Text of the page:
In between, I shot a lot of pictures with my Fuji X100F. . . with the settings all fucked up.
I've found some of the camera's design flaws. Since I have been shooting without raising the camera to my eye, I was not able to see that the settings had changed. As I walked around, my fingers bumped several of the many dials on the camera. I had bumped one that switched the camera from auto to manual focus, so most of the hundreds of pictures are clear only in the distance. It was interesting in a few pictures, but most were just unfocussed. I accidentally set it to take video, rather than stills, so I have about twenty two second movies that are interesting. . . for about two seconds. I found this out when one of the artists asked about my camera. He has an earlier version and I was telling him he will definitely want to get this one. He asked if he could see it and he put the camera to his eye to take a picture.
"Its on video," he said.
I didn't know how to get it out of video mode. It took me about five idiotic minutes to get it back in the right mode.
When I got home and downloaded everything, I was deflated.
But that is that. Lesson learned.
Ili and I walked about the streets, me showing her what I had seen the day before, me letting her lead me along while I snapped street pictures, then we sat for lunch at a street-side table and watched the crowd go by.
Vespa rides, marketing, NCAA games, and a nap on the couch until sunset. Life is alright sometimes.
Then showers and clothing and a nighttime scooter ride to the party. I had gotten there too late, it seems, for the chairs before the band were already taken (should I call them a band?).
A man came up and said, "They took your spot."
And it was true. People remembered that I had been parked there for years and years. I wanted to sit with Ili and wile away the night drinking wine and giggling, but now. . . well, people were handing the seats off to one another without a chance to move in.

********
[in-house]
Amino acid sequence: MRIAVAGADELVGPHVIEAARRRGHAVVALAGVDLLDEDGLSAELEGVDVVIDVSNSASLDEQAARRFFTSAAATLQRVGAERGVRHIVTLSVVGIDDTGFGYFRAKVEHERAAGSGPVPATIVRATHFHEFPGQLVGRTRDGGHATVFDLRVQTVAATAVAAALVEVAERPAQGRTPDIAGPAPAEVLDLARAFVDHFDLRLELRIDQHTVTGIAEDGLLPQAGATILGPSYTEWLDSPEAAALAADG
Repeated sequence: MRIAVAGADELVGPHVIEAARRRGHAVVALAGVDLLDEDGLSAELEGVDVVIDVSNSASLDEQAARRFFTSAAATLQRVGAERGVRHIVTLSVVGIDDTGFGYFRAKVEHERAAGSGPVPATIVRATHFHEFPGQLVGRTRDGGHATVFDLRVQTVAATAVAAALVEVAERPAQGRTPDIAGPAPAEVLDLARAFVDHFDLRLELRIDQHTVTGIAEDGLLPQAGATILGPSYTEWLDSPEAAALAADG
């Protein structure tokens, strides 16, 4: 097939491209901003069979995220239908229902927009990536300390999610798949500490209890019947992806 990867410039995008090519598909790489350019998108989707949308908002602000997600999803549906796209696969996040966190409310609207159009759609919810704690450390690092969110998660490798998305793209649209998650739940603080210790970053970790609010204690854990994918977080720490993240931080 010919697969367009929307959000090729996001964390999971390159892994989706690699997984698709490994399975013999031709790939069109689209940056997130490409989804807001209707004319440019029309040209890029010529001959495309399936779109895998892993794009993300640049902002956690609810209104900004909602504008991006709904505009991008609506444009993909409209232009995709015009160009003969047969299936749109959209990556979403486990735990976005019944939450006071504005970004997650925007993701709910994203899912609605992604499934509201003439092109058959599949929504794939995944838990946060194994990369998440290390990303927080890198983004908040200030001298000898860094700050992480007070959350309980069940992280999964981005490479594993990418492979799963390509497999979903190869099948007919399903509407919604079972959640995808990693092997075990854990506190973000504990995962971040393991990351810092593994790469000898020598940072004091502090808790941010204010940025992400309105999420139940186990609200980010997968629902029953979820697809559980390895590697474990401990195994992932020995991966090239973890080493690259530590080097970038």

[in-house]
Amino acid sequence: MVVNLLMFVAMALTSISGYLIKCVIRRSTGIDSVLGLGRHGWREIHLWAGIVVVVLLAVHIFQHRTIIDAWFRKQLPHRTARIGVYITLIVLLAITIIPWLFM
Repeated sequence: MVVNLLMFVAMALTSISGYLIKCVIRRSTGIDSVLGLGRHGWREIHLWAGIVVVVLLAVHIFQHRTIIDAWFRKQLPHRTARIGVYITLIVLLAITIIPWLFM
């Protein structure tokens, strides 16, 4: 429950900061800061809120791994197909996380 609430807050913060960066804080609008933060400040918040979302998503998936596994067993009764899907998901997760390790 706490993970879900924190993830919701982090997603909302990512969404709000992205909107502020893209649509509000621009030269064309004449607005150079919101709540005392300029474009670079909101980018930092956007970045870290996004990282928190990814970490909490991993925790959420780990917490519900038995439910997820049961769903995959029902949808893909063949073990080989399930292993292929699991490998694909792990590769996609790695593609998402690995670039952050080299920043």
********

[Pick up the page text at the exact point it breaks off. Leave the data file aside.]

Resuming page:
Still, the night was a like a soft glove upon your cheek, though I was saddened that the crowd grew older every year. I pointed out a woman who had long ago seen her best days.
"She used to be a ravishing beauty," I said. "Everyone wanted her, and she was obliging. One night, I was sitting with her in the most beautiful and interesting bar that has ever existed, and she leaned over to me and said, 'I'm so bored. I think I've fucked everyone in here.'"
"I've known people like that," Ili said. "I'm not judgmental about it, and neither are you."
"No," I said, "I don't judge such a thing. I am amused, that is all. I have never been much for that."
"No, I'm a cuddler."
"Yes, that is true."
I hoped that to be a compliment and not a complaint. But all around us, the once hip and powerful were waning, either retired or practically so, and truly, I felt like weeping. I looked at the young couple who were sitting in front of the band. He was talking to the guitar player about the music--just as I had for all those years. He was just as enthusiastic and knowledgeable about it as I. I should have liked him, but rather I just wanted to bust him in the ear. Not really, but rather.
I walked Ili around the beautiful grounds and through the house where everything was an art object, tables and ceramics and woven things and masks, not just the paintings on the walls. All about the grounds were sculptures. The host was an attorney and a bachelor who never married. His home was set up for one. It had always seemed an enviable life.
And then we were tired of it all, all the small talk and drinks, tired of standing around with the monied men and women, and so we drifted out to the Vespa and made our way home through the hauntingly lighted night.
This morning, it is still with me. Nothing lasts forever, not even the most glorious things. What sort of monstrous plan, what sort of terrifying spirit. . . ?
Ah, well. The first high clouds roll and this morning light looks more tinny than it has for many, many months. We may go buy some pictures today. . . maybe. And tonight, there will be dinner with my mother. And then. . . the factory.
But even that won't last.
Still. . . here is something. . . .
Post a Comment